Know Yourself Through Journaling

Sandra Dahl
6 min readOct 11, 2021

Hi friends! Welcome back to this weeks blog. Today, we are going to discuss how you can find yourself, or get to know YOU better, through journaling. If you have been keeping up with my blogs, you will know that I am an avid journal writer. This is not to be confused with bullet journaling. I understand that a lot of people use a bullet journal for daily journaling, but this is not what I am talking about. I am talking about journaling about your feelings, thoughts, emotions, day-to-day responsibilities and obligations and any other thing you could think of writing down on paper. The type of journaling that goes in a diary, and the type that existed long before Ryder Carroll was ever born.

I started my journaling career when I was six or seven years old; old enough to properly write words, anyway. The first journal that I kept (and still have!) was from when I was nine. Throughout the next thirty years, I have kept journaling sporadically. There were times I would stick with it every day for a few years, and then stop for awhile.

I would say probably for about the last nine years, I have journaled consistently every day at least once a day. I have an extra large rubbermaid tote in the basement that holds all of my old journals, and you can see all of my new journals (just waiting to be written in) in my journal collection video on youtube here:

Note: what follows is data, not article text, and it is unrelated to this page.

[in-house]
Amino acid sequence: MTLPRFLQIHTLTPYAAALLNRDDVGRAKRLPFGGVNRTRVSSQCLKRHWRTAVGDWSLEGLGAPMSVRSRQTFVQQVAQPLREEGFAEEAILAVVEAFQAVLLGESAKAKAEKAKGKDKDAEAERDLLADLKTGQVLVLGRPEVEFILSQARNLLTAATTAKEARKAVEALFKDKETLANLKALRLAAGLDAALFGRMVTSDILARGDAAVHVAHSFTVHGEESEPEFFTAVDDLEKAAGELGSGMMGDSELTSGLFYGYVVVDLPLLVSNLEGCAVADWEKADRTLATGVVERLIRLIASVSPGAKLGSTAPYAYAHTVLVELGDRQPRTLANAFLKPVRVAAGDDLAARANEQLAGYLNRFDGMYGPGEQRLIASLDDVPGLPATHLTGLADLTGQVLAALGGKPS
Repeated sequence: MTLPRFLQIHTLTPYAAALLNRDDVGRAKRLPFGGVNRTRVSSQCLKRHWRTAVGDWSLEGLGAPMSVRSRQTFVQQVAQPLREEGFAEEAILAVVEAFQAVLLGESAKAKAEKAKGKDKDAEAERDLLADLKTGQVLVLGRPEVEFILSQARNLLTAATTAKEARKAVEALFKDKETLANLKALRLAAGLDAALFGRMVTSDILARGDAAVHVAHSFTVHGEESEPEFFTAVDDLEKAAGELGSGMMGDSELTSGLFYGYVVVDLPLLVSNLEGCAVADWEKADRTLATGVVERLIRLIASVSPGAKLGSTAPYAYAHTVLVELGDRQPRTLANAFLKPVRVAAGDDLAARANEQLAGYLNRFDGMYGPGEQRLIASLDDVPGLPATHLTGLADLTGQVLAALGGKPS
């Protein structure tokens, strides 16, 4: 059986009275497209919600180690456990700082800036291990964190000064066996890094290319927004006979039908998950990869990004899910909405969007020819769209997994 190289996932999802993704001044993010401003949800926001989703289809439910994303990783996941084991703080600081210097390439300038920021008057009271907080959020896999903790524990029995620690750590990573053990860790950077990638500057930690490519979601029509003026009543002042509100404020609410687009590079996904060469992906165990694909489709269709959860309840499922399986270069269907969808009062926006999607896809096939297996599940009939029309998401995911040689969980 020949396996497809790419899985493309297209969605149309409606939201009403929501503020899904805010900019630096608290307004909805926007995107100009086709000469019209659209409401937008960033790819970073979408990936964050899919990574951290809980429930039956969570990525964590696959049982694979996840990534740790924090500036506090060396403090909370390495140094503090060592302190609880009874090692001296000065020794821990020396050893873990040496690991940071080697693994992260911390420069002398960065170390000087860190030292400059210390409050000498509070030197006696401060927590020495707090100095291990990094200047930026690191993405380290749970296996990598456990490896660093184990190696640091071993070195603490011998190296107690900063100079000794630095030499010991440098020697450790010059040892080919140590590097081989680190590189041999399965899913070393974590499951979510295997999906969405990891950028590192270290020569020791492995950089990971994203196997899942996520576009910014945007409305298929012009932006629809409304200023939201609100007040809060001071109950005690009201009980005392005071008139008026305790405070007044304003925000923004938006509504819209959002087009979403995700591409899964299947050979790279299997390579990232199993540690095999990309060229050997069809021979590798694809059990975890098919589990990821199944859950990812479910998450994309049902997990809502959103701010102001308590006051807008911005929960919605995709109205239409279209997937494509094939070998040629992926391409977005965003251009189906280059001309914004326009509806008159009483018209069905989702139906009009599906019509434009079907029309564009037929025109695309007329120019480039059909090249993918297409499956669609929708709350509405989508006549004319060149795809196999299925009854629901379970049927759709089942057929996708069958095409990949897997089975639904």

Peter Pauper Press Journals:

In the past nine years, this period of consistent journaling was brought on by some pretty terrible things that happened in my life. A lot of people stopped supporting me and left me because of my actions and it left me, literally, alone. So, I ended up pouring all my thoughts and emotions into my journal and it allowed me to work through those tough times on my own. I also was in a deep depression, and counselling did not help. Sometimes I felt like my journal was my only friend.

As this example shows, and as I’ve also said before, there are many things you can journal about. I personally love to write things that happened throughout my day-to-day life as a memory keeping system. I also like to write how those things made me feel, especially if it’s something more negative that happens to me. Remember, you cannot always affect the outcome of events that happen throughout your life, but, you can control how you react to those events.

As I journal about the mundane things in my life, reflection on these things helps me to hone my skills of reaction. In other words, I can see what I did wrong in the past and make goals for the future to act or speak or do in a different way.